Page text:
Tuesday, 30 March 2010

Bottlinger's rings!

At last they are here: good photographs of Bottlinger's rings! Tim Stone's images of Bottlinger's rings over Illinois were published today in Les Cowley's site ( 1 ). The rings lasted only for a few seconds, but luckily Stone was already taking photos of the subsun when the rings appeared, and the phenomenon became captured.

The original observation was made by C. F. Bottlinger during an air balloon flight on 13 March 1909 over Göttingen, Germany ( 2 ). The phenomenon lasted long, from 1 to 1½ hours. Bottlinger suggested that the ring could form from a reflection in crystals falling in pendulum motion. Computer simulations by Lynch et. al. in 1994 ( 3 ) showed, however, that this motion would produce uniform elliptical glow instead of defined ring. As an alternative they suggested plate crystals in gyration motion for the explanation.

Intuitively it would seem unlikely that all ice crystals in the cloud would fall exactly in the same inclination angle to produce Bottlinger's rings. Bottlinger's rings form in the same Altocumulus virga as elliptical halos around the sun, for which pyramidal crystals with very low apex angles has been suggested as an explanation by dutch S. W. Visser in 1960. These crystals would produce also Bottlinger's rings. The gyrating crystals could make elliptical halos by assuming that they are reflections of the Bottlinger's rings from horizontal plate crystals. This was suggested by Lynch et. al. Simulations by Sillanpää et. al. in 1999, however, showed that this can not model the observed elliptical halos, while pyramidal crystals yield much more satisfying results.

A photograph taken by Claudia Hinz ( 4 ) also clearly proves that elliptical halos are not reflections of Bottlinger's rings. These two halos have not been observed simultaneously, but an almost simultaneous observation was made by Leena Virta and I in 1999 in Resolute Bay, Canada. We observed Bottlinger's rings from an airplane that was flying under the Ac cloud layer and when the plane landed, the same cloud showed elliptical halos around the sun.

Tim Stone's photos show also fainter ring outside the main ring. Assuming the gyration explanation this would require two ice crystal populations with constant inclination angles. It will be interesting to try to simulate this with pyramidal crystal model. Les has already a simulation on his site, but he says the parameters could be fine tuned. The rings' dimensions and sun elevation are provided, so anybody can give it a try!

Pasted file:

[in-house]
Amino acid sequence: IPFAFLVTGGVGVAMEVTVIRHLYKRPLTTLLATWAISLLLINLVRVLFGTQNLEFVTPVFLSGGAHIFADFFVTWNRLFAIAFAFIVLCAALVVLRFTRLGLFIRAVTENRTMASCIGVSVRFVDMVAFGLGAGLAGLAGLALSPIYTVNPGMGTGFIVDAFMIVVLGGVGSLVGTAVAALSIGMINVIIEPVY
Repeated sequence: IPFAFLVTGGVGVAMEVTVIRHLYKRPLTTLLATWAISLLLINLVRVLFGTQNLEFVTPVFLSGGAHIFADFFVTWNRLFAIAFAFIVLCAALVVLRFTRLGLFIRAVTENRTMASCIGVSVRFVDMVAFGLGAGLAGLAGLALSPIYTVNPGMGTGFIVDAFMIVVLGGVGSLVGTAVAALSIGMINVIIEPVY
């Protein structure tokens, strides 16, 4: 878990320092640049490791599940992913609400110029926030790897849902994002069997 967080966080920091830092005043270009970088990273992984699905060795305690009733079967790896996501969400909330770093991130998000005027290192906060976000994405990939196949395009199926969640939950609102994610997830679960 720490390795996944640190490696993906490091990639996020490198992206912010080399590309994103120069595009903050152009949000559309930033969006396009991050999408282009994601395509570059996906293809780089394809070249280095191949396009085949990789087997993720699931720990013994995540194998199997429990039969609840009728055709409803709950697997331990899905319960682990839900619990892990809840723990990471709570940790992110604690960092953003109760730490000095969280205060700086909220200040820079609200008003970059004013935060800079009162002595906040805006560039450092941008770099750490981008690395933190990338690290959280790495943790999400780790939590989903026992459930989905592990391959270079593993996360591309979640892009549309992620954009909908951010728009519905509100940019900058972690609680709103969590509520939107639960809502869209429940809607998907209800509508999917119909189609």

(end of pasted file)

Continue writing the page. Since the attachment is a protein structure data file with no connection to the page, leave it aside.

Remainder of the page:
Friday, 19 March 2010

Nomenclature woes

The kaleidoscope halos in a streetlight present some nomenclature problems. Please see the article Nomenclature Woes on my webpage (click the image above). I invite your suggestions for better names for the halos.

Walt Tape

Tuesday, 16 March 2010

46° halo on snow surface

I welcome all fans of halo! Yesterday, March, 14th I observed halo in interesting enough combination. In this sunny day, walking on the Finnish gulf, I always checked the sky on presence halo. But it was not in the sky, but underfoot, on a snow surface. It was faintly painted, but clearly distinguishable arc. Having seen it, I have been surprised, after all the sun was at height nearby 20°. Only next day, we with the colleague (Vladimir Galynsky) have solved that it was 46° halo.

I continued supervision. Where I went on ice of the frozen gulf, halo followed ahead of me - is visible the big area has been covered by crystals. Soon in the sky has started to inflame 22° halo which has then reached enough big brightness. This all looked very unusual - small halo in the sky, and big on the earth.

Nikita Kulanov - Saint-Petersburg, Russia

Saturday, 13 March 2010

New halo simulation program, HaloPoint 2.0, released

In numerous entries of this blog there are halo simulations made with "a simulation software by Jukka Ruoskanen". The software has been under development for the past couple of years and has now reached the point where it is ready enough to be published. The software, HaloPoint 2.0, has its own webpage from which the software as well as it's user manual can be downloaded.

The software package is a zip-file. Simply extract it into a suitable directory and keep the two components of the software, HaloPoint.exe and Simulation.dll, always in same directory. The software runs in computers having Windows operating system (tested in XP and Vista). Also a .NET Framework 1.1 is required, which is already installed in most computers, but in case it is missing it can be downloaded for free from Microsoft pages.

In software homepage there are simulation examples together with parameter files so that getting started with the software is easy. In addition to the examples it is advisable to take a glance at the user manual so that the various features of HaloPoint 2.0 can be utilized.

Hope you'll have fun with it.